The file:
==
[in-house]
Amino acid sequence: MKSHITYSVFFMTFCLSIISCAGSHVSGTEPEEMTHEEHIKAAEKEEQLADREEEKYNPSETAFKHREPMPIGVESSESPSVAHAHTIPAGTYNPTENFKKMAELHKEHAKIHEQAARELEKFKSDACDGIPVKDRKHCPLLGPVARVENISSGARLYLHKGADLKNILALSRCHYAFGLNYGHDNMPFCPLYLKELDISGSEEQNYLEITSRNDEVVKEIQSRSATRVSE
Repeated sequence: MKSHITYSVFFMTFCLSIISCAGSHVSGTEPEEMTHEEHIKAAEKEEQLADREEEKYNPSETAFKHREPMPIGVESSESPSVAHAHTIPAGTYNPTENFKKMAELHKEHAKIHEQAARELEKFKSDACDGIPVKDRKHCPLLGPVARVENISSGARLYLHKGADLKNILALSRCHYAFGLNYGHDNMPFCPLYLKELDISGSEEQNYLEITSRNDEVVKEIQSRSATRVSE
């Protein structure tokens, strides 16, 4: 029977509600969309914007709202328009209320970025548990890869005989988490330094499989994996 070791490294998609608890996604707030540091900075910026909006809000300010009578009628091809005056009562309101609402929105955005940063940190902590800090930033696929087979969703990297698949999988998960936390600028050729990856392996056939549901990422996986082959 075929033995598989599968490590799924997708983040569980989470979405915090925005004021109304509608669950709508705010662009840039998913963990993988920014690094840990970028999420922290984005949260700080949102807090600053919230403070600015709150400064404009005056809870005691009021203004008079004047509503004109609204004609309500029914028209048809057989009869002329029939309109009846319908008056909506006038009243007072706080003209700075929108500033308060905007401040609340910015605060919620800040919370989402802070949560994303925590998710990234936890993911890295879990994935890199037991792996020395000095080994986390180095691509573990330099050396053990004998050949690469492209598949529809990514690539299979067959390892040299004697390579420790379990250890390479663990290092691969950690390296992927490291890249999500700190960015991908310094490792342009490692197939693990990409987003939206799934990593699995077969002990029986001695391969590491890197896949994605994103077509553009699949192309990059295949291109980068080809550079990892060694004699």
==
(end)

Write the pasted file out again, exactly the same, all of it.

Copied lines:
[in-house]
Amino acid sequence: MKSHITYSVFFMTFCLSIISCAGSHVSGTEPEEMTHEEHIKAAEKEEQLADREEEKYNPSETAFKHREPMPIGVESSESPSVAHAHTIPAGTYNPTENFKKMAELHKEHAKIHEQAARELEKFKSDACDGIPVKDRKHCPLLGPVARVENISSGARLYLHKGADLKNILALSRCHYAFGLNYGHDNMPFCPLYLKELDISGSEEQNYLEITSRNDEVVKEIQSRSATRVSE
Repeated sequence: MKSHITYSVFFMTFCLSIISCAGSHVSGTEPEEMTHEEHIKAAEKEEQLADREEEKYNPSETAFKHREPMPIGVESSESPSVAHAHTIPAGTYNPTENFKKMAELHKEHAKIHEQAARELEKFKSDACDGIPVKDRKHCPLLGPVARVENISSGARLYLHKGADLKNILALSRCHYAFGLNYGHDNMPFCPLYLKELDISGSEEQNYLEITSRNDEVVKEIQSRSATRVSE
């Protein structure tokens, strides 16, 4: 029977509600969309914007709202328009209320970025548990890869005989988490330094499989994996 070791490294998609608890996604707030540091900075910026909006809000300010009578009628091809005056009562309101609402929105955005940063940190902590800090930033696929087979969703990297698949999988998960936390600028050729990856392996056939549901990422996986082959 075929033995598989599968490590799924997708983040569980989470979405915090925005004021109304509608669950709508705010662009840039998913963990993988920014690094840990970028999420922290984005949260700080949102807090600053919230403070600015709150400064404009005056809870005691009021203004008079004047509503004109609204004609309500029914028209048809057989009869002329029939309109009846319908008056909506006038009243007072706080003209700075929108500033308060905007401040609340910015605060919620800040919370989402802070949560994303925590998710990234936890993911890295879990994935890199037991792996020395000095080994986390180095691509573990330099050396053990004998050949690469492209598949529809990514690539299979067959390892040299004697390579420790379990250890390479663990290092691969950690390296992927490291890249999500700190960015991908310094490792342009490692197939693990990409987003939206799934990593699995077969002990029986001695391969590491890197896949994605994103077509553009699949192309990059295949291109980068080809550079990892060694004699």